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In this column for the JAMA Forum, KFF’s Larry Levitt explores the Medicare drug-price negotiation provisions and other significant drug-price changes in the Inflation Reduction Act and their potential to lead to further efforts to address health care costs.
Federal spending on Medicare Advantage bonus payments will reach at least $10 billion in 2022, as the majority of Medicare Advantage enrollees are in plans that are receiving bonus payments. The average bonus payment per enrollee is highest for Medicare beneficiaries in employer sponsored plans and lowest for those enrolled in special needs plans.
This chart collection takes a deep dive into employment data to analyze how jobs and wages in the health sector shrank and recovered during the coronavirus pandemic.
Prices for medical services typically rise more quickly than the broader economy, but the reverse has been true recently as general inflation rose rapidly. The recent trend reflects the unusually high inflation affecting other parts of the economy, which could bleed over to affect health care costs at some point.
As the 2022 mid-term elections approach, inflation and gas prices are on the top of voters’ minds. While health care prices have often risen faster than the rest of the economy, the prices for medical services are generally set in advance – often tied to the…
How Will the Prescription Drug Provisions in the Inflation Reduction Act Affect Medicare Beneficiaries?
The brief provides a quick explainer of the prescription drug provisions in the Inflation Reduction Act signed into law on August 16, 2022 and presents new estimates on how many Medicare beneficiaries could be helped by those provisions.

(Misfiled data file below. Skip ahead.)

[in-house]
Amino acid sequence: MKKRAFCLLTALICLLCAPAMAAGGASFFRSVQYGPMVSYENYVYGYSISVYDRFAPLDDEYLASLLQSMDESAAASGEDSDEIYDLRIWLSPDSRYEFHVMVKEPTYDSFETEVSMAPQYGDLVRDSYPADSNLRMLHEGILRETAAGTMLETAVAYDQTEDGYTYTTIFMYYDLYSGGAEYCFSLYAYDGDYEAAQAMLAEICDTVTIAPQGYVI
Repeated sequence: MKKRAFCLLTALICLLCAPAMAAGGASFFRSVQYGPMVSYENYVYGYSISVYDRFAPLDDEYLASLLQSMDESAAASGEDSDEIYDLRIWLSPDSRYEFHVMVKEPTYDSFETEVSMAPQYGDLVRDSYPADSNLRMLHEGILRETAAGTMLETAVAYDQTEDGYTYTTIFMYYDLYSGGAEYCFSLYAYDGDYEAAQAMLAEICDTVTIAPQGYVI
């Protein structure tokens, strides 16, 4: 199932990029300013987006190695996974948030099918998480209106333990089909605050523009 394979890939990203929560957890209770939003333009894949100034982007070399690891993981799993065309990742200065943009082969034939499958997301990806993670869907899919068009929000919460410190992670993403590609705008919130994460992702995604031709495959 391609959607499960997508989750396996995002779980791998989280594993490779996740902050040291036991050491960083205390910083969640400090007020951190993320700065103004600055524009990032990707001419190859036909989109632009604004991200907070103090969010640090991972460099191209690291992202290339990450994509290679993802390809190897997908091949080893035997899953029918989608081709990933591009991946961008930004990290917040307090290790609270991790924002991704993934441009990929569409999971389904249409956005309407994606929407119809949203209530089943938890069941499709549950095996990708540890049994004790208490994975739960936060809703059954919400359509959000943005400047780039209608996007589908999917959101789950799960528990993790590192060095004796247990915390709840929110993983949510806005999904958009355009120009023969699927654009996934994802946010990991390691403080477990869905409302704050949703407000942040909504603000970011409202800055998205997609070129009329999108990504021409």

Larry Levitt writes about the political and practical impact of the health care provisions in the Inflation Reduction Act in The New York Times guest essay, “The Biggest Health Care Reform in a Decade Could Lower Your Costs.”
Five Things to Know about the Renewal of Extra Affordable Care Act Subsidies in the Inflation Reduction Act
As part of the Inflation Reduction Act, the Senate recently passed a three-year extension (through 2025) of enhanced subsidies for people buying their own health coverage on the Affordable Care Act Marketplaces. The enhanced subsidies increase the amount of financial help available to those already eligible and also newly expand subsidies to middle-income people, many of whom were previously priced out of coverage. Here’s what to know about the likely renewal of these subsidies:
The Inflation Reduction Act includes several landmark health care provisions that would lower prescription drug costs for people with Medicare, reduce Medicare drug spending and extend enhanced subsidies for Affordable Care Act marketplace coverage. On Thursday, August 11, a panel of KFF experts held a web briefing to explain these…